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Netanyahu tries to re-open door to two-state solution

On Monday, Israeli Prime Minister Benjamin Netanyahu seemed to abandon the two-state solution. Today, he tried to add some nuance to his latest posture.
Israel's Prime Minister Benjamin Netanyahu (C) campaigns in the southern city of Ashkelon March 17, 2015.
Israel's Prime Minister Benjamin Netanyahu (C) campaigns in the southern city of Ashkelon March 17, 2015.
When this week got underway, Israeli Prime Minister Benjamin Netanyahu apparently thought he was going to lose his re-election bid. This fear led the Israeli leader to adopt some desperate measures.
"I think that anyone who moves to establish a Palestinian state today, and evacuate areas, is giving radical Islam an area from which to attack the State of Israel," Netanyahu said Monday. "This is the true reality that has been created in past years," he added, vowing to increase settlement construction in East Jerusalem.
Asked if that meant Netanyahu intended to prevent the creation of a Palestinian state if he remained prime minister, he replied, "Indeed."
This was no small exchange. Netanyahu had previously committed to a two-state solution, and this seemed like a wholesale reversal. Just as important, the prime minister appeared to also be abandoning a bipartisan U.S. position. In fact, Obama administration officials have invested considerable energy in recent years telling officials throughout the Middle East that Israel is serious about a two-state solution, which led the White House to see Monday's comments as a betrayal.
Today, in his first American interview since his victory, Netanyahu adopted a very different posture with msnbc's Andrea Mitchell.

"The premises in your question are wrong. I haven't changed my policy. I never retracted my speech in Bar Ilan University six years ago calling for a demilitarized Palestinian state that recognizes the Jewish state. [...] "I don't want a one-state solution. I want a sustainable, peaceful two-state solution, but for that circumstances have to change."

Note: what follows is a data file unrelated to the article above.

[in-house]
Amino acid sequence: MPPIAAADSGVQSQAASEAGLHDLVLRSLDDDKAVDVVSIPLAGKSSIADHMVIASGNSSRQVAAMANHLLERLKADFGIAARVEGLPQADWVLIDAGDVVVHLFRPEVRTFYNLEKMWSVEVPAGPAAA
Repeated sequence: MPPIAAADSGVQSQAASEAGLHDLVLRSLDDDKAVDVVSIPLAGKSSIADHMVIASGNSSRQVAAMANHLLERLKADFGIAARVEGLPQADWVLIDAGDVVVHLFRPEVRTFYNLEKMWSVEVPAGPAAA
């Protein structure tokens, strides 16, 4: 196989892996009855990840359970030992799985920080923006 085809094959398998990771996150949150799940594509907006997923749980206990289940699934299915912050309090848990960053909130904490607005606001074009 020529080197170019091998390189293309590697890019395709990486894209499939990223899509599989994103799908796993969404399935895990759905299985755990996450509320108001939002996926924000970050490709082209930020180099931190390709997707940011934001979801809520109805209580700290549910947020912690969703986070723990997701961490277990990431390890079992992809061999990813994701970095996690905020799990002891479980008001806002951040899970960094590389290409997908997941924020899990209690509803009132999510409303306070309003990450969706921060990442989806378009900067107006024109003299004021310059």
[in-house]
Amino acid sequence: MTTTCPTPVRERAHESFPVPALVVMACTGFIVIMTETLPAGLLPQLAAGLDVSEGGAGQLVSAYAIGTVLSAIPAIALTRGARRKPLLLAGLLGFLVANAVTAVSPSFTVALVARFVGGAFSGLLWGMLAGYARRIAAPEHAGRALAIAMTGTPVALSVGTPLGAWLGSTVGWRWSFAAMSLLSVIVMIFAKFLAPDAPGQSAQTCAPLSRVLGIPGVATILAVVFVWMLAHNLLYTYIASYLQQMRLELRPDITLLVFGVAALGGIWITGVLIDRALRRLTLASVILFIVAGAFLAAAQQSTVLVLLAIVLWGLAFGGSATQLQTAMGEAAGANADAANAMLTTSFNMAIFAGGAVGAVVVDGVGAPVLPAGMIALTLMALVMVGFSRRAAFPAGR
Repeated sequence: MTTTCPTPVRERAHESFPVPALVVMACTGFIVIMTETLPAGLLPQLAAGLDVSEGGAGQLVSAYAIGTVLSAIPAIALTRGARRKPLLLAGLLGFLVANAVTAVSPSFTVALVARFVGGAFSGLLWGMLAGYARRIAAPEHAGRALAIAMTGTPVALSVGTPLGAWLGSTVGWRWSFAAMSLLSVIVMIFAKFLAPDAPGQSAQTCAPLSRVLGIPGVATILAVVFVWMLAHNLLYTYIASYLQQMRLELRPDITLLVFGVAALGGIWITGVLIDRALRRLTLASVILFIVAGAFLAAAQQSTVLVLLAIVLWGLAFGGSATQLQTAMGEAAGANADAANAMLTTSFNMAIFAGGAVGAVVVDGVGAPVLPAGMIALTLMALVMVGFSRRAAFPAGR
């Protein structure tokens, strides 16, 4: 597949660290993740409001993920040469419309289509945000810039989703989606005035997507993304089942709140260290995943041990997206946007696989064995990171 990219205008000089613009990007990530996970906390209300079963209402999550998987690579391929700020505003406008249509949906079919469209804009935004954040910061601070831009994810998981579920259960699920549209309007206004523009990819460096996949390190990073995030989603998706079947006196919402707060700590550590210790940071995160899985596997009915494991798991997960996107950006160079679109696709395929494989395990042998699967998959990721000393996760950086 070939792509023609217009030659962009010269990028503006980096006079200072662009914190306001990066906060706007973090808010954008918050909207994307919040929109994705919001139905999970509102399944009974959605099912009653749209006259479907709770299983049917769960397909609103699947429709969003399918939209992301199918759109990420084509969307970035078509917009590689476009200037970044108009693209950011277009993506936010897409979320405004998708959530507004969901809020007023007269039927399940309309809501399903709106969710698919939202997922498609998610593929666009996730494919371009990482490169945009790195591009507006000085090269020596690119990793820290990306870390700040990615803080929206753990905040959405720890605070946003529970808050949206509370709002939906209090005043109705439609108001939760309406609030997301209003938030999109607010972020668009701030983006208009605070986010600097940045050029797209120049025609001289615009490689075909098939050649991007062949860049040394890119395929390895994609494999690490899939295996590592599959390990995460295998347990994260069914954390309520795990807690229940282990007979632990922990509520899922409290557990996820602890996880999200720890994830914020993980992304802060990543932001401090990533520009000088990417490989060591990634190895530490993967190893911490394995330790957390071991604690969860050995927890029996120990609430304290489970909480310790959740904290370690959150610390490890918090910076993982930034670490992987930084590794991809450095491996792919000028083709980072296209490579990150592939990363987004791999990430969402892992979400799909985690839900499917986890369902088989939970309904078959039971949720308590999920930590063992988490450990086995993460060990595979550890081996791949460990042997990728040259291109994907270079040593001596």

This is quite a nuanced walk-back. As Zack Beauchamp explained, Netanyahu is effectively arguing "that he wasn't abandoning in-principle support for a Palestinian state -- he just doesn't think the Palestinians are interested and capable of setting up a peaceful one anytime soon."
Whether anyone, anywhere finds this persuasive remains to be seen.
That's especially true of White House officials, who, as Peter Beinart reported, believe Netanyahu may have fundamentally changed the nature of the U.S./Israeli relationship.

On Wednesday, I asked a senior Obama administration official whether there was anything Benjamin Netanyahu could do to repair the damage done by his comments late in his reelection campaign. The official's answer: "You can't unring the bell." Other officials, off the record, put it far, far more harshly than that. [...] It is the Palestinian state comments, in particular, that are leading the Obama administration to, in one official's words, "reassess our options." The administration's basic problem is this: For years, America has fought Palestinian efforts at the UN by insisting that bilateral negotiations offered the only path to Israeli-Palestinian peace. Administration officials stress the extraordinary, exhausting, diplomatically costly lengths to which they went to stymie various Palestinian UN moves. Obama and Kerry lobbied world leaders personally. Now, they argue, Netanyahu has destroyed their argument. How can they tell other countries that negotiations offer the best path to a Palestinian state when the leader of Israel has said he will not allow a Palestinian state? "It's the prime minister taking this position," says a senior administration official, "that forces this reassessment."

Andrea Mitchell's interview with Netanyahu is below. It's well worth your time.